[Note: This post has been updated (2) as of 1:32 PM Eastern on 10 Jul. See below.]
Do you recognize anyone in this photo, c. 1840?
No? No cause for embarrassment. There's no reason you should, actually. It's the just discovered and only photograph (copied from a daguerreotype) of none other than Mozart's widow, Constanze, age 78, seen in the photo at front left.
Update (9:54 PM Eastern on 7 Jul): Or maybe not. Agnes Selby, author of Constanze, Mozart's Beloved writes:
I am terribly sorry to disappoint people ..., but this is certainly not Constanze but someone's aunt.
The whole story was concocted by Keller's grandson. I[n] Australia we refer to such rantings as "dropping names". If with good luck for the name dropper the press gets hold of it, fame for the name dropper ensues.
Constanze Mozart was crippled by arthritis by 1840 and died in 1842. There is absolutely no way she could have traveled to visit Maximillian Keller during the period when the photograph was taken. Contrary to the statements made in the newspaper, Constanze had no contact with Keller since 1826. There is no evidence that she had corresponded with him or visited him.
Read the rest here.
Update 2 (1:32 PM Eastern on 10 Jul): We've received an informative eMail from Dr. Michael Lorenz, Institute of Musicology, University of Vienna, which eMail we, with permission, reprint below. Our thanks to Dr. Lorenz.
Dear Mr. Douglas,
The "newly discovered" picture of Constanze Mozart has already been published twice in the 1950s, the last time in an article by E. H. Mueller von Asow in the Österreichische Musikzeitschrift, March 1958, p. 93. For decades it has been known as a hoax among Mozart experts. There are no outdoor photographs of groups of people dating from 1840, because the lenses invented by Joseph Petzval, which were to make such portraits possible, were not available yet. It was simply not possible in 1840 to take sharp outdoor pictures of people as long as the necessary exposure time still amounted to about three minutes. The first outdoor portraits of human beings originate from the 1850s and the picture in question definitely looks like an amateur snapshot from the 1870s. If the BBC (or anyone else) knows a verified group portrait originating from 1840, I would like to see it. But the guys in Altötting wanted to have their share of fun and publicity in the Mozart-year.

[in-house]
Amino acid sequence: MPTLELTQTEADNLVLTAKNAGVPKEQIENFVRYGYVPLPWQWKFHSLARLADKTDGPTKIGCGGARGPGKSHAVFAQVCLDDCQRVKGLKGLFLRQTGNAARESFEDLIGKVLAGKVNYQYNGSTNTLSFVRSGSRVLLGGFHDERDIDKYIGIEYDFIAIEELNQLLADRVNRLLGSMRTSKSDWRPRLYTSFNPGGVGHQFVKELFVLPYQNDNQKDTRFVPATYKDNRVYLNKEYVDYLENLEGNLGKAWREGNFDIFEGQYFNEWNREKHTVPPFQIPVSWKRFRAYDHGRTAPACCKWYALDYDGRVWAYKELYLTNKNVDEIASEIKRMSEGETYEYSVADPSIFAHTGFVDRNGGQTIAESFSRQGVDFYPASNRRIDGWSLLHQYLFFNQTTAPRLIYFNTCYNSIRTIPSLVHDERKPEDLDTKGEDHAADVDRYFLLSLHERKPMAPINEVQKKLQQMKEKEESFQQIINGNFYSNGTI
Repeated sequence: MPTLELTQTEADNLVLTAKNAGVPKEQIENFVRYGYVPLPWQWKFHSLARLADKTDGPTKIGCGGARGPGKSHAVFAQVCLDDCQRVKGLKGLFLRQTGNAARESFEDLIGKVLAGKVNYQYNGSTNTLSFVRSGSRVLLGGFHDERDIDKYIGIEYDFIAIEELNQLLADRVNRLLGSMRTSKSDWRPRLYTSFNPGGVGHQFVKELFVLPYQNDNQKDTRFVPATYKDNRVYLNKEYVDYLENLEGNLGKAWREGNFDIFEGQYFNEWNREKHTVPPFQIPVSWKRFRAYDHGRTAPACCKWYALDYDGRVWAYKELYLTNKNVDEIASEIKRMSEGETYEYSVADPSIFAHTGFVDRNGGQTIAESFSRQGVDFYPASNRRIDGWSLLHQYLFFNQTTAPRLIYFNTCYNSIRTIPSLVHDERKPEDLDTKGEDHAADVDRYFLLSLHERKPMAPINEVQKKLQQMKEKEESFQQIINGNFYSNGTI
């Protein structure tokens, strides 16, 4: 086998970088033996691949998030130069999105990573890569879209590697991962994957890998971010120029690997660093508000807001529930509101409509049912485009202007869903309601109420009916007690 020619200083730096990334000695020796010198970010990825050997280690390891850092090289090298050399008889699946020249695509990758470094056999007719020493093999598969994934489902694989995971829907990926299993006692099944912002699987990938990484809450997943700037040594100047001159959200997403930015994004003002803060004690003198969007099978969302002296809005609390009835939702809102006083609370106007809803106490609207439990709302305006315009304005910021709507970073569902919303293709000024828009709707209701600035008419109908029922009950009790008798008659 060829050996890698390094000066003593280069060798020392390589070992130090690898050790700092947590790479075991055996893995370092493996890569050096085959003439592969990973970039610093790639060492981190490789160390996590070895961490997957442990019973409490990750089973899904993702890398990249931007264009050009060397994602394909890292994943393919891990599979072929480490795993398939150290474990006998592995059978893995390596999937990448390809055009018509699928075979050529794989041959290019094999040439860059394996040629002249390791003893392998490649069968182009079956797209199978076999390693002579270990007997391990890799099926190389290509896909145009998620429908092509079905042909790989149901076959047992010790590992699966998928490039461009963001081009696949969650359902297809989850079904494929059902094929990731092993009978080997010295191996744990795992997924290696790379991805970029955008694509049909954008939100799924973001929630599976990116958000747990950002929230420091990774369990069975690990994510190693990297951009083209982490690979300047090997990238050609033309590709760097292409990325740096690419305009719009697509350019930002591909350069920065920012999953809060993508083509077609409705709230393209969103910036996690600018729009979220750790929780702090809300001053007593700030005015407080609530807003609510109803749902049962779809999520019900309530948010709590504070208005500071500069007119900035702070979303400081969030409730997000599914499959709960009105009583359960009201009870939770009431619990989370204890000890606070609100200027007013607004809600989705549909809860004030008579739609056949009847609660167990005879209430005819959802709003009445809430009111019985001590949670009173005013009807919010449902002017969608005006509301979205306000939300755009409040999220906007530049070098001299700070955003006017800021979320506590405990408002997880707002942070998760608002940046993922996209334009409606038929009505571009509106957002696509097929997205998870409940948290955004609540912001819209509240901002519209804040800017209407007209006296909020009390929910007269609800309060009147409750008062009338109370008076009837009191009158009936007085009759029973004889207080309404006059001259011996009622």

Dr. Michael Lorenz
Institute of Musicology
University of Vienna
Dr. Lorenz also supplies a link to this corroborating document (i.e., corroborating the initial claim of authenticity).